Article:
Question 15: Were the cells in the infused product selected / modified / engineered prior to infusion?

Indicate “yes” if the cells contained in the product were selected (i.e. selective retention of a population of desired cells through recognition of specified characteristics), modified or genetically engineered and continue with question 16. Indicate “no” if the cells contained in the product were not selected, modified or genetically engineered in any way prior to infusion and continue with question 40.

Question 16: Specify the portion manipulated:

If the product being infused as a cellular therapy is a portion from a prior HCT (e.g. DLI/DCI), the portion becomes the “entire” product for the purposes of this form. The product can then be further divided.

Indicate the portion of the product that was manipulated. If the entire product was manipulated, select “entire product” and continue with question 18.

If a portion of the product was removed and manipulated, select “portion of product” and continue with question 17.

Question 17: Was the unmanipulated portion of the product also infused?

Indicate “yes” if the unmanipulated portion of the product was also infused. Indicate “no” if the unmanipulated portion of the product was not infused.

Question 18: Was the same manipulation method used on the entire product / all portions of the product?

If the same manipulation was used on the entire product or all portions of the product, indicate “yes”. If different manipulation methods were used indicate “no”. All manipulations for each portion of the product should be reported in questions 19-46.

Question 19-20: Specify method(s) used to manipulate the product: (check all that apply)

Indicate the method(s) of manipulation.

Cultured (ex-vivo expansion): cells were placed in culture to increase in number (i.e. to expand) allowing for sufficient cells for infusion. Continue with question 40.

Induced cell differentiation: cells were placed in culture to give rise to cellular elements with biological characteristics other than those of the cells being cultured (i.e. mesenchymal stromal cells cultured to make osteoblasts; pluripotent stem cells cultured to make neural cell precursors). Usually, the description of the process would include the term “differentiation of cells X into cells Y”. This scenario can be seen in regenerative medicine indications. Continue with question 40.

Cell selection – positive: the manipulation of a cellular therapy product that a specific cell population(s) is enriched. This may be achieved by using an antibody that binds to a specific population of cells (e.g., CD4+ selection). Continue with question 40.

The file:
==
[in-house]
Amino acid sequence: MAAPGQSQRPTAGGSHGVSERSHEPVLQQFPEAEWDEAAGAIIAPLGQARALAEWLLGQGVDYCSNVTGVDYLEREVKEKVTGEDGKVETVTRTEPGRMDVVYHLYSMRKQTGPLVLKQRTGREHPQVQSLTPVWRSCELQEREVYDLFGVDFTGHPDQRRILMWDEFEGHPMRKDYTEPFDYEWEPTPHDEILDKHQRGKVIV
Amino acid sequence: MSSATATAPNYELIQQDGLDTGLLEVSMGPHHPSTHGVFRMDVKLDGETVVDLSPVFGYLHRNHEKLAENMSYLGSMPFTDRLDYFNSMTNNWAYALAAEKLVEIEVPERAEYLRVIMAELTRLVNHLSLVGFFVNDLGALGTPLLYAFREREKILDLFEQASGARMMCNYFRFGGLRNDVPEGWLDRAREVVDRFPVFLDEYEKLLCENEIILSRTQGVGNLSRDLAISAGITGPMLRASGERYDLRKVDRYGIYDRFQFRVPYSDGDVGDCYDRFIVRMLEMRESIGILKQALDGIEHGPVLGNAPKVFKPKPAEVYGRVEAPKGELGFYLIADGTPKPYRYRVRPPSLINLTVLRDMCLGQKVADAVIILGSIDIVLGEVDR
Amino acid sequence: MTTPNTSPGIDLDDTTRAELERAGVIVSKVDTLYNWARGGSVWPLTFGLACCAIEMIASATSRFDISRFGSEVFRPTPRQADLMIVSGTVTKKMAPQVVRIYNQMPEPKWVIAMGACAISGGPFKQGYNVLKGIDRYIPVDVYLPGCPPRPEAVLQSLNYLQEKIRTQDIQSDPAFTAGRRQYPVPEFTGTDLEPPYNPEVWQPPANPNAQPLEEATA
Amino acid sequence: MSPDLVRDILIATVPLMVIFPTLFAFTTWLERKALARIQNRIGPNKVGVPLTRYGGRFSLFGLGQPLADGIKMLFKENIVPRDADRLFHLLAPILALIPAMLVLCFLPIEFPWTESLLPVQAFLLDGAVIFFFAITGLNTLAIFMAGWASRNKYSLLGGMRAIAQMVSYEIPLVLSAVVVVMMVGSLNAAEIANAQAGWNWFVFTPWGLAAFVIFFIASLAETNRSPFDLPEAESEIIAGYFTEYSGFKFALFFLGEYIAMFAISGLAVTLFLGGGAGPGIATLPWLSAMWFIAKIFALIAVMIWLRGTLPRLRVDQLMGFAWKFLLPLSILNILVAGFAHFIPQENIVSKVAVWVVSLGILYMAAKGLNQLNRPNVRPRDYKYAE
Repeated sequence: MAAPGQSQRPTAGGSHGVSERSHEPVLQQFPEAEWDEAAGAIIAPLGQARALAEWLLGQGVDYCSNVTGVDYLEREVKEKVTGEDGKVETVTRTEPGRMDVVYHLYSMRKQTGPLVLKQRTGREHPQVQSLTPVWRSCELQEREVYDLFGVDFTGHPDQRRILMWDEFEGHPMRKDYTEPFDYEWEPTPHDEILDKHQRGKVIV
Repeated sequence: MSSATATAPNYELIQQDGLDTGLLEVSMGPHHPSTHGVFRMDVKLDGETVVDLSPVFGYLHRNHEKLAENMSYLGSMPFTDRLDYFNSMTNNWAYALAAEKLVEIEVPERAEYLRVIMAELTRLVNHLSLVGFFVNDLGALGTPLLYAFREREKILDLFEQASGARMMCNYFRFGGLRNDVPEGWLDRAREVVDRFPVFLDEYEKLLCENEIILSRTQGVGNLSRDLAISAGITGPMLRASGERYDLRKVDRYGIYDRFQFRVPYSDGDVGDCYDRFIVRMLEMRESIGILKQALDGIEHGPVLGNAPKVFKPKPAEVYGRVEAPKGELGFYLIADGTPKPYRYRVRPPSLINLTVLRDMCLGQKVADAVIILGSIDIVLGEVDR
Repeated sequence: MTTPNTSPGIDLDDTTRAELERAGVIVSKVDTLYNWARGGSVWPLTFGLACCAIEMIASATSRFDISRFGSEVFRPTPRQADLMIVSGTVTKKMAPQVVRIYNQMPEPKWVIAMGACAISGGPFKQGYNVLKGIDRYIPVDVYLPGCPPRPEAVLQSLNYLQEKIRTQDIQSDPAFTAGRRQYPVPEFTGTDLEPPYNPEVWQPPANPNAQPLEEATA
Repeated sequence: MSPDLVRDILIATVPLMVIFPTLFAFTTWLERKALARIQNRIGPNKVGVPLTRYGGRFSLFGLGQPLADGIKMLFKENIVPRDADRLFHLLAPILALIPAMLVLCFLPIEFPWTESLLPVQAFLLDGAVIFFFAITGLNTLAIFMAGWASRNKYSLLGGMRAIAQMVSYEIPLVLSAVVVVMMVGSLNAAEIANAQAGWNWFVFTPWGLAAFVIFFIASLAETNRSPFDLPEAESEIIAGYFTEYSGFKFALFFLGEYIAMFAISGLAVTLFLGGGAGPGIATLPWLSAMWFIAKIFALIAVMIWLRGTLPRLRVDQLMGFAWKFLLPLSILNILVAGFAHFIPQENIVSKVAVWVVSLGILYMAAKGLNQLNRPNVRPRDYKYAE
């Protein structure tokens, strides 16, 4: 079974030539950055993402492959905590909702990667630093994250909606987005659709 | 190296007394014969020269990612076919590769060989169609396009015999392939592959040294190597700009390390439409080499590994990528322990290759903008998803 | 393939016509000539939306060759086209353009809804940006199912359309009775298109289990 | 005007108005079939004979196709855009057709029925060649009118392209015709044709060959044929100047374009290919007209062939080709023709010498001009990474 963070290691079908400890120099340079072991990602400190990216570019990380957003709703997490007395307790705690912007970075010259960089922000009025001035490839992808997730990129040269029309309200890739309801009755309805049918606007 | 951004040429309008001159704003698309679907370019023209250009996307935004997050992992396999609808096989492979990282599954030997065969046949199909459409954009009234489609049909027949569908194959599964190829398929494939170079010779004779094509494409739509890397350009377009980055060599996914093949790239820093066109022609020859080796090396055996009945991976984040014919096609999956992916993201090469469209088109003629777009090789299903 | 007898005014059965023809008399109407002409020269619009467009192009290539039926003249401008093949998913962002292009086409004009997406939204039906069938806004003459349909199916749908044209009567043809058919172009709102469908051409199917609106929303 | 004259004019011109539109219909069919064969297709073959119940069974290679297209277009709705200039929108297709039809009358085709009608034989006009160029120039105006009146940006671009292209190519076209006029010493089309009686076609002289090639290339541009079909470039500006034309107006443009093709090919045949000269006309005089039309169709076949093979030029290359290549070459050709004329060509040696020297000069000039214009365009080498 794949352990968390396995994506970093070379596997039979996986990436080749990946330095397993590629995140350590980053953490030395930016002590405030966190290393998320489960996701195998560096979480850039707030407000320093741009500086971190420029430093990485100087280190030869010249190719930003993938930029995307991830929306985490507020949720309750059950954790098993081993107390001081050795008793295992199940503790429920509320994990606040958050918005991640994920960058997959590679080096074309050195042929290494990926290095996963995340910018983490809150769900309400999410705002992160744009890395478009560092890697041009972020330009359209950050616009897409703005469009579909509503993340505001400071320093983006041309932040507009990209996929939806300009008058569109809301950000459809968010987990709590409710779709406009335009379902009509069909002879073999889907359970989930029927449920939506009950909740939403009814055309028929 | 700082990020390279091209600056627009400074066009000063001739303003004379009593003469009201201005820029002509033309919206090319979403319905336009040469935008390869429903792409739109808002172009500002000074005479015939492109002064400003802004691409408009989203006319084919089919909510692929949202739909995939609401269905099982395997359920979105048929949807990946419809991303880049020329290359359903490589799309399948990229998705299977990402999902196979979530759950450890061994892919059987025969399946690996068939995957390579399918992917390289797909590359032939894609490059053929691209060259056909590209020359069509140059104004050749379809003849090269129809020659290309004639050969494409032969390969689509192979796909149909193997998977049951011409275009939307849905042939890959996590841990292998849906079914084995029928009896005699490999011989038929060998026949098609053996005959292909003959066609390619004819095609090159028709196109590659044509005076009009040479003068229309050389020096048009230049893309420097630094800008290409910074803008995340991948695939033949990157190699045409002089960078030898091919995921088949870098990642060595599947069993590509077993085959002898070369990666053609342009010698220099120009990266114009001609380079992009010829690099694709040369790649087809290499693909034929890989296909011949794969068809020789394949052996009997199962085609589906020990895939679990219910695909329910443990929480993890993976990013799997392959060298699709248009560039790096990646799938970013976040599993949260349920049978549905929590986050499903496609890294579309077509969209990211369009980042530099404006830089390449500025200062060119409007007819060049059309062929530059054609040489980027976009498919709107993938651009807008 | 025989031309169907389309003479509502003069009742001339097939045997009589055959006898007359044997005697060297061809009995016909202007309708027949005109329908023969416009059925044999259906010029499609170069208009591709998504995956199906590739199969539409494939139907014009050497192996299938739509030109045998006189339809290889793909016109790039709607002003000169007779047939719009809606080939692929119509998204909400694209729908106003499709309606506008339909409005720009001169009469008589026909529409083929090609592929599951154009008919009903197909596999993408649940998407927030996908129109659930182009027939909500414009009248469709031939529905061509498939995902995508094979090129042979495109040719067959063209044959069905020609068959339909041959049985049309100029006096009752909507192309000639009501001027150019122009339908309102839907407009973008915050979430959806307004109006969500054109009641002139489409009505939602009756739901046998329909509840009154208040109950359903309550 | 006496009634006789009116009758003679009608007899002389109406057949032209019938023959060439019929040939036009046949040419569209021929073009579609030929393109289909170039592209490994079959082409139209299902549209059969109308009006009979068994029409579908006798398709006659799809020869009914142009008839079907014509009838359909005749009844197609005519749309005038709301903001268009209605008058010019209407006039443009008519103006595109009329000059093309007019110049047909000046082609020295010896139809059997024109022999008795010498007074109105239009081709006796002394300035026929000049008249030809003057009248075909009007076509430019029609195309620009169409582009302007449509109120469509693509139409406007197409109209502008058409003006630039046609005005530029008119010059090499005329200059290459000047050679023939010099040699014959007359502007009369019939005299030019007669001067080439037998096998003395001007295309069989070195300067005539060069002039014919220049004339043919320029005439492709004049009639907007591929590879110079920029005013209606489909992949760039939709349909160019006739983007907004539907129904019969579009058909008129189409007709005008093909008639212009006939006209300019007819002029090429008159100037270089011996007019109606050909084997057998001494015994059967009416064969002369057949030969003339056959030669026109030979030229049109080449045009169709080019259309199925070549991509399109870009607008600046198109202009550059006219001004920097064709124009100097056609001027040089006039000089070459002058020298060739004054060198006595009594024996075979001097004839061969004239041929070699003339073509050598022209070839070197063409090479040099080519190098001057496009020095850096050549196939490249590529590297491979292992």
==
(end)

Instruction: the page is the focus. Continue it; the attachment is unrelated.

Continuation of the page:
Cell selection – negative: the manipulation of a cellular therapy product such that a specific cell population(s) is reduced. Continue with question 40.

Cell selection based on affinity to a specific antigen: the cellular product undergoes selection to isolate the target population based on the ability of the target population to bind or recognize a specific antigen (e.g. a T cell population recognizing viral proteins, or a protein associated with a cancer).
Continue with question 40.

Genetic manipulation (gene transfer / transduction): cells are manipulated via gene transfer, a process by which copies of a gene are inserted into living cells in order to induce synthesis of the gene’s product; or transduction, a process by which foreign DNA is introduced into a cell by a virus or viral vector. These techniques deliberately alter the genetic material of an organism in order to make them capable of making new substances or performing new or different functions. Continue with question 21 to report the types of genetic manipulation.

Other cell manipulation: not fitting an above category. Specify manipulation in question 20 and continue with question 40.

Question 21-29: Transfection:

Transfection is a process of deliberately introducing naked or purified nucleic acids by viral or non-viral methods into eukaryotic cells. If the product underwent transfection, continue with question 22. Else continue with question 30.

Viral transduction: Viral transduction is a process by which nucleic acid (DNA) is introduced into a cell by a virus, followed by viral replication in the affected cell. If “yes”, indicate the virus used in the viral transduction in questions 23 and 24. Indicate “no” if the product did not undergo viral transduction and continue with question 25.

Lentivirus: Lentiviruses are members of the genus of retroviruses that have long incubation periods and cause chronic, progressive, usually fatal disease in humans and other animals. Indicate “no” if a Lentivirus was not used for the viral transduction.

Retrovirus: Retroviruses are any group of RNA viruses that insert a DNA copy of their genome into the host cell to replicate. HIV is an example of a Retrovirus. Indicate “no” if a Retrovirus was not used for the viral transduction.